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Older, wiser and perhaps healthier? It may sound too good to be true, but , author of , says that growing older doesn’t have to lead to infirmity. Science is finding ways to intervene in the aging process, and to improve the quality of our later years. After all, some organisms on Earth live for centuries, so there may be good models for rethinking and easing the process of getting older. Armstrong says that while there’s no magic elixir for aging, there is a more hopeful future ahead.
- Gerontology research doesn’t just want to make you live longer, but better. Reaching your nineties won’t feel great if you’re infirm. That’s why there’s so much focus on the biological processes of aging - and figuring out how to hack these processes for our benefit.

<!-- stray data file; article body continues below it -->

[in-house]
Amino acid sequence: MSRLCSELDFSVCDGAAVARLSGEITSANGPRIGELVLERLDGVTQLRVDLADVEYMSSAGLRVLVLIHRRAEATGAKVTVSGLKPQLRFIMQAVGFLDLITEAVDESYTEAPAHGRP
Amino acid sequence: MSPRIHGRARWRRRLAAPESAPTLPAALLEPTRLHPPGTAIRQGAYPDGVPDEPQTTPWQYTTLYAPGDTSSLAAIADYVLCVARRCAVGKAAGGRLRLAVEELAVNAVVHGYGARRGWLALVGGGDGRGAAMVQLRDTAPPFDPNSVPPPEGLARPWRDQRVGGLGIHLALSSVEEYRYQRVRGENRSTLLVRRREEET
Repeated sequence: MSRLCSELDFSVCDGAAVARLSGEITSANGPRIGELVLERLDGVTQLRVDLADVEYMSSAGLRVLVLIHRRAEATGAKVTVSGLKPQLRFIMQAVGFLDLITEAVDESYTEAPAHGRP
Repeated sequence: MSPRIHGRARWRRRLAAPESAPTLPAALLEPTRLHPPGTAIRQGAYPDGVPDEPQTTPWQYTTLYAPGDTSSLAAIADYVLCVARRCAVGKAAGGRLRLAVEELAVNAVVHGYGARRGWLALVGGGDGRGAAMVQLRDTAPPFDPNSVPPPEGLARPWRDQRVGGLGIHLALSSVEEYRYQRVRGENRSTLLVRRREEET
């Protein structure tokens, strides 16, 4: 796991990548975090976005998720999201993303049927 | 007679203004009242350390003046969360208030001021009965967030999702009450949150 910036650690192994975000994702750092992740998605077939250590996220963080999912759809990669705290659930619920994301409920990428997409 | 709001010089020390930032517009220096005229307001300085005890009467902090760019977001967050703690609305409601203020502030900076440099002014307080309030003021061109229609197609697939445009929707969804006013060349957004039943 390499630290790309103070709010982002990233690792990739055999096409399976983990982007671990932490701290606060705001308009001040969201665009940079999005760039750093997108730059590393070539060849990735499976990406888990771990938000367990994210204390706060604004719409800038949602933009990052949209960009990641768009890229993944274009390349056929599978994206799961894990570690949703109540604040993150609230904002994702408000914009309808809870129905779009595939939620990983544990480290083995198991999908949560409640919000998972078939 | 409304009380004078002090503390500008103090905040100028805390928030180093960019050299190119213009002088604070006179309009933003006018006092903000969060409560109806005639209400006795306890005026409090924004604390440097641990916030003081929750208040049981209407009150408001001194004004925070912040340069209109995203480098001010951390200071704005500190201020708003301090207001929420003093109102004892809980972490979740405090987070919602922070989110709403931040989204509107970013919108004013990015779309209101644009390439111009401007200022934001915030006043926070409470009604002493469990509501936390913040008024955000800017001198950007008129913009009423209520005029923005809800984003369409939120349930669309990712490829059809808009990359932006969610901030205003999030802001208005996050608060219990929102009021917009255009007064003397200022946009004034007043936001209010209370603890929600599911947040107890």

- You may have heard that chocolate and wine have health-improving qualities. But Armstrong tells us you’d have to consume an unrealistically large quantities of those foods to get any real benefit. So, while there isn’t a single food to focus on, there are lifestyle changes, including having a , that can extend our lifespan, according to Armstrong.
- Armstrong says that a widely accepted theory for why we age is the “disposable soma theory.” The theory says we age because our bodies invest most of our energy into reproduction and resources for the next generation, rather than maintaining individual health. Could there be a way
- What’s the hype around antioxidants, and is it justified? Find out more by TIME Magazine.
- The BBC looks at and the organisms on our planet that seem to live forever.
- We might be able to slow down the aging process, but can we reverse it? Scientific American
- David Sinclair, co-director of , talked to us a while back about the limits of the human lifespan. Listen to the interview , and check out some of his more recent work .